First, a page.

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Do you see us?

Do you see us? We are a family, just like yours.

It’s a slippery slope my friends and we are headed down the rabbit hole fast. The latest for me, my Mrs. and our shanah maideleh kinder (sweet beautiful girls) is our invisibility in the upcoming Census. It’s been announced that there will not be an LGBTQ count in the 2020 census. To be fair, that’s the way I roll, it’s important that you know that we have never been counted before. But after the stunning momentum from the Obama administration, the proclamation to love out loud with all the legal rights and freedoms from the Supremes, government agencies, lefty liberals, and this Yiddisheh lesbian, we were hopeful that following the next Census, our government would see us. And after they see us, they would work to find ways so that we wouldn’t always be under some threat, be it physical, emotional or legal. They would see us and allocate the resources that are so important to our LGBTQ community. They would see us and help.

Congressional Democrats (much too many for mr t to count on his tiny little hands), along with several government agencies (Health and Human Services, the Justice Department and Housing and Urban Development) have all requested that mr t’s administration counts the LGBTQ population in the next Census (2020). Figuring, ‘Hey, wouldn’t be a swell idea to better understand sexual orientation, marital status, family status, gender identity and the location, size and socioeconomic status of this population?  We are out ringing doorbells counting anyway?’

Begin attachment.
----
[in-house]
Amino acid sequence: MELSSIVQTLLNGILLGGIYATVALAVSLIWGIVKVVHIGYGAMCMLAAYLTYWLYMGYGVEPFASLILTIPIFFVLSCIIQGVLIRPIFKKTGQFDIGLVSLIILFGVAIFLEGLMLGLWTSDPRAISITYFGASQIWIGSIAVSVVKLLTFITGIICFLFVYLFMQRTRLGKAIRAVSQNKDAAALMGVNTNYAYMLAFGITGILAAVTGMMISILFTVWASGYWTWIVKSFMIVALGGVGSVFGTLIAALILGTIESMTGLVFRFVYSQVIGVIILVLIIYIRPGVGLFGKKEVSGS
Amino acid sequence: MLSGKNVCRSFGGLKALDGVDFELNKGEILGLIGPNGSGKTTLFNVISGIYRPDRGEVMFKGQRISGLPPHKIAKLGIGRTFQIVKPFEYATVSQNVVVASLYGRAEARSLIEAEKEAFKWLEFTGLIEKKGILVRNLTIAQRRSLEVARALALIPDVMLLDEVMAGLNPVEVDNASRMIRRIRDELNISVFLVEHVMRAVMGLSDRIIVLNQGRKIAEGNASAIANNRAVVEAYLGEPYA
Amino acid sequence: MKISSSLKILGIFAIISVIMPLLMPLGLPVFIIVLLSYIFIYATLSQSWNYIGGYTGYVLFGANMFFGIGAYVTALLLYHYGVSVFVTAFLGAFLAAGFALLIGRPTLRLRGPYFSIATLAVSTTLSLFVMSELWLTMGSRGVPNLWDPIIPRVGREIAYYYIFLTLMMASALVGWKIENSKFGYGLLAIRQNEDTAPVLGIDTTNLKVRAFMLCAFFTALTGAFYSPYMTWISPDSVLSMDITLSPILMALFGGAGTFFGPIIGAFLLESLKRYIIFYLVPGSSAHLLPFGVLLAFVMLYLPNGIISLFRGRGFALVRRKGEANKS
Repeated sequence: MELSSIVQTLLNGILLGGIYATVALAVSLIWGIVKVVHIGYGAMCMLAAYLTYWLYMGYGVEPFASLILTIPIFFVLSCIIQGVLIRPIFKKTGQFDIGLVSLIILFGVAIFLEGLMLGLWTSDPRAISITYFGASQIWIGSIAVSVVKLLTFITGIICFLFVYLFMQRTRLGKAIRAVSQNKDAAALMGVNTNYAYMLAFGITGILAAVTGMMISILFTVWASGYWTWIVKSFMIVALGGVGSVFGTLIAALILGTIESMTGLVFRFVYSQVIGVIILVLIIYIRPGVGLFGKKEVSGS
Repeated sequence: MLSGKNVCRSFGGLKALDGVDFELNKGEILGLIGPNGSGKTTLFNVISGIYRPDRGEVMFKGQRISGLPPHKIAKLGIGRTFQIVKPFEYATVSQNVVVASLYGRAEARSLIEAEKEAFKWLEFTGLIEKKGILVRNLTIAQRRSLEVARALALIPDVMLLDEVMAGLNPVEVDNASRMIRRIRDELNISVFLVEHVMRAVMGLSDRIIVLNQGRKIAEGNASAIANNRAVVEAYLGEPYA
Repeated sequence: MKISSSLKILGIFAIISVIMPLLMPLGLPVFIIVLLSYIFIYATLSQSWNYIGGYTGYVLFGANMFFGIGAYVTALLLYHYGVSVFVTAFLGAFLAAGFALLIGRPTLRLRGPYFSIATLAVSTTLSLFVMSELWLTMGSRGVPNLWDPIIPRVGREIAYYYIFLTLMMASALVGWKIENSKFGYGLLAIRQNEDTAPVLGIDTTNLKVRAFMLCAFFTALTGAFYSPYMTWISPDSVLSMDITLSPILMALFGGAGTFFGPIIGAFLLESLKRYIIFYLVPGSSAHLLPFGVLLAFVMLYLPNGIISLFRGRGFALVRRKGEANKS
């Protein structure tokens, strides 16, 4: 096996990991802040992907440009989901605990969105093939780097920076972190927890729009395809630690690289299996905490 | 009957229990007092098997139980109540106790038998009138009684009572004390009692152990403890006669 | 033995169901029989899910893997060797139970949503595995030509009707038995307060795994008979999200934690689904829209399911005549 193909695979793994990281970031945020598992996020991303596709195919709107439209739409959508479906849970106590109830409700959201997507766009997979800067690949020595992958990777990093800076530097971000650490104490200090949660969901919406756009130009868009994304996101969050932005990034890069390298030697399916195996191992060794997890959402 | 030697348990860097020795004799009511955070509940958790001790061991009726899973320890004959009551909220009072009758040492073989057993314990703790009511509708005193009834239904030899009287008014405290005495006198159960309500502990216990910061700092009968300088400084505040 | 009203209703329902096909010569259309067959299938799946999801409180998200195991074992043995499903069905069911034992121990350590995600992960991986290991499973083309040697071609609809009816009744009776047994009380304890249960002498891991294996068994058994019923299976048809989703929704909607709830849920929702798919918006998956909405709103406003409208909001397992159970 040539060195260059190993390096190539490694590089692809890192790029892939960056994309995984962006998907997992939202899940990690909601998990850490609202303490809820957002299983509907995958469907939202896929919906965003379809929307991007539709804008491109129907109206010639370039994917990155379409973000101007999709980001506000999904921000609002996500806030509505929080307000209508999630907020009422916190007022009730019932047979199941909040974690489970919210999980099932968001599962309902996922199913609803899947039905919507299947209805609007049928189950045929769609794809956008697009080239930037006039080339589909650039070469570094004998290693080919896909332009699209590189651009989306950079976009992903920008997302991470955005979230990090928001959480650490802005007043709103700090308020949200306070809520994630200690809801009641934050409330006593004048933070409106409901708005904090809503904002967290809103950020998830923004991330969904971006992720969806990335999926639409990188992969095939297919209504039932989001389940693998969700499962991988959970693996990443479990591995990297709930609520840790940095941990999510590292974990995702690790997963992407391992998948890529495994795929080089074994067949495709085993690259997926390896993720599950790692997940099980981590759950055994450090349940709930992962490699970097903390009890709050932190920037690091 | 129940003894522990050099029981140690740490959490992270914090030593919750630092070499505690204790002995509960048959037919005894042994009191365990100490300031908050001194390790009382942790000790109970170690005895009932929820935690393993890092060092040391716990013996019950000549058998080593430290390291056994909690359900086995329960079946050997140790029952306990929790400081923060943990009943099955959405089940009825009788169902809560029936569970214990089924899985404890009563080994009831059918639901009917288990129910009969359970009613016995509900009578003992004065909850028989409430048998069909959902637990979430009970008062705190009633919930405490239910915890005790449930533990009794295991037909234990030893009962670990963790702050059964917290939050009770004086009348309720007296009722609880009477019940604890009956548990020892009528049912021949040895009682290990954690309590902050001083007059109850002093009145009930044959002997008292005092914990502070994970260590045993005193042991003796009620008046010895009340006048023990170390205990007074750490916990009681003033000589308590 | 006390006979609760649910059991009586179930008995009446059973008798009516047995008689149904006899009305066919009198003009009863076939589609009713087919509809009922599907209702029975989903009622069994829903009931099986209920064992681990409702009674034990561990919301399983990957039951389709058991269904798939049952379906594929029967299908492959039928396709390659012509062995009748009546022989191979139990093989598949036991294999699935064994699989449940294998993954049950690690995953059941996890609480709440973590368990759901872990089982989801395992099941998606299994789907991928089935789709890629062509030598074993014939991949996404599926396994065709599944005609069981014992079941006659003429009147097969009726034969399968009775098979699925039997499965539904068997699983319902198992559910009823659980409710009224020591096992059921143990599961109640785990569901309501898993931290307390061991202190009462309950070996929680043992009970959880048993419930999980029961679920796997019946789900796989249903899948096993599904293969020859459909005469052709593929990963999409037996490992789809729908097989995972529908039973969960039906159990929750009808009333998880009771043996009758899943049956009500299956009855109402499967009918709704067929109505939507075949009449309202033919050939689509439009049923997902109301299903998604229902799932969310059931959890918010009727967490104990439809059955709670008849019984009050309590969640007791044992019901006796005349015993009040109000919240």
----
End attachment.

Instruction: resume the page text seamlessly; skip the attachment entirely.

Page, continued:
mr t and his slimy swamp mates, they say there’s no need for collecting data on us. A crowd of people, and not one real person among them. A groyse oylem, un nito ein mentsch. Their anti-gay agenda is clear as day, and I feel it as real as those hot flashes, vey iz mir (OMG). Gorsuch, poised for confirmation via the cowardly nuclear option, is an extreme threat to our civil rights for the next 4 to 5 decades. Well, you know what f*ck that? WE ARE HERE. You cannot erase us.

You may say, Lisala, what’s the big mitziah (problem)? I can’t speak for everyone, but you know how loud I speak for my mishpocha (family). Coming out, ‘being out,’ makes you leave the cloak of invisibility behind.

If you are straight, you don’t know from this tsuris (trouble). Your are counted. You count. You matter.

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